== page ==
Defense Tech on the Chinese shooting down satellites if war were to break out:
China has shown it can destroy a satellite in orbit. What could the U.S. do to stop Beijing, if it decided to attack an American orbiter next? Short answer: nothing.
It takes about 20 minutes to fire a ballistic missile into space, and have its “kill vehicle” strike a satellite at hypersonic speed — over 15,000 miles per hour — in low-earth orbit. That’s far too quick for anything in the American arsenal to respond, in time. There’s “no possibility of shielding” a relatively-fragile satellite against such a strike. “And it is impractical [for a satellite] to carry enough fuel to maneuver away even if you had specific and timely warning of an attack,” Center for Defense Information analyst Theresea Hitchens notes.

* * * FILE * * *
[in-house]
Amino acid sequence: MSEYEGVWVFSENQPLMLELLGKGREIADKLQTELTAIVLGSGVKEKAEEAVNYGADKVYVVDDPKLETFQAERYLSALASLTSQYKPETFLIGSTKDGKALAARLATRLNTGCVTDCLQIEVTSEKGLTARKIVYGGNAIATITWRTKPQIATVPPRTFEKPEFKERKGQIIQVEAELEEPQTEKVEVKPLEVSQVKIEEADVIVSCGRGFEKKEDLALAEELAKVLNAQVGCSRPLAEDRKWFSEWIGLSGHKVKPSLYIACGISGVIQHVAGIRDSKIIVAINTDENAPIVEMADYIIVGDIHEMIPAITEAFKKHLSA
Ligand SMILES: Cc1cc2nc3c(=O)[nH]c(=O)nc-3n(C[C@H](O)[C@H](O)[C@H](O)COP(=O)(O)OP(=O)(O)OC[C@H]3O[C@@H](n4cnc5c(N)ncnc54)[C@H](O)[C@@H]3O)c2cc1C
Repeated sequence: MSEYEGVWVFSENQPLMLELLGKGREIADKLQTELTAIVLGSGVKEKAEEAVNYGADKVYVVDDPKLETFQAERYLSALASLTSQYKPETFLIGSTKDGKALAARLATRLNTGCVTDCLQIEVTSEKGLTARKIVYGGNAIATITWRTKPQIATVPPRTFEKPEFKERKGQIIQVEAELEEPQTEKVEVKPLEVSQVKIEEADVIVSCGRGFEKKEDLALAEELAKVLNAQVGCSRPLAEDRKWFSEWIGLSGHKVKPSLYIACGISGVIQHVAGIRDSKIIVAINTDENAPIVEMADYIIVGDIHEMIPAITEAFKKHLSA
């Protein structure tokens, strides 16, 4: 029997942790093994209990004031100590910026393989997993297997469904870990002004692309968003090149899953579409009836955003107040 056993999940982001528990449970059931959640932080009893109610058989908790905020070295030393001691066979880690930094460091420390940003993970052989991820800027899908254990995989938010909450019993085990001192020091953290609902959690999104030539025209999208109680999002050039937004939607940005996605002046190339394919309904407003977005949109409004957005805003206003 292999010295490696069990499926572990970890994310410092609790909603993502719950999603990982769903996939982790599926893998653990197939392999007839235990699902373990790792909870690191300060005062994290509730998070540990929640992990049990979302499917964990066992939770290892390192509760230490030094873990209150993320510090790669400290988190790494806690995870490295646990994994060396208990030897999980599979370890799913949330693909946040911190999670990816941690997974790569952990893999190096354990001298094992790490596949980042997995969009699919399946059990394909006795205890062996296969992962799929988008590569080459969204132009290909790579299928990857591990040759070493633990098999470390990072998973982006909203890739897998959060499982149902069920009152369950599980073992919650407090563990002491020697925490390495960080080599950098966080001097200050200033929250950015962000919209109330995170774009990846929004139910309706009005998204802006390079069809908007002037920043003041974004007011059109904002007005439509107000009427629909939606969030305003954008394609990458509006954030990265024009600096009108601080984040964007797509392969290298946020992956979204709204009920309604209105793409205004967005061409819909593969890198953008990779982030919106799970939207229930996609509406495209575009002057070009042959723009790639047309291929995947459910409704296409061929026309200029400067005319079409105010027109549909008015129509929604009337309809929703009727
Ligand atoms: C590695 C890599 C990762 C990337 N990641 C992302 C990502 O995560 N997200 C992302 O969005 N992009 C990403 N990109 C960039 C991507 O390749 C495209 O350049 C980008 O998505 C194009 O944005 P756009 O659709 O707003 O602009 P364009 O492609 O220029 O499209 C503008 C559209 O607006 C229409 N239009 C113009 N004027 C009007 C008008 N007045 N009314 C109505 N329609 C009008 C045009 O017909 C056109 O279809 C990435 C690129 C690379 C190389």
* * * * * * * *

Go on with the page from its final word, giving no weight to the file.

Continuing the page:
The American military today counts on its satellites to relay orders, guide troops across battlefields, and spy on enemy hideouts. The U.S. Air Force’s primer for war in space — “Doctrine Document 2-2.1: Counterspace Operations” — lists a number of measures that can be taken to protect American assets in orbit, including “deploying satellites into various orbital altitudes and planes” and “employing frequency-hopping techniques to complicate jamming.” But those tactics are used to preserve the U.S. satellite constellation as a whole. None of them could save a single American orbiter against a direct attack. “Physical hardening of structures mitigates the impact of kinetic effects, but is generally more applicable to ground-based facilities than to space-based systems due to launch-weight considerations,” the Air Force document notes. “Maneuver[ing] is limited by on-board fuel constraints, orbital mechanics, and advanced warning of an impending attack. Furthermore, repositioning satellites generally degrades or interrupts their mission.”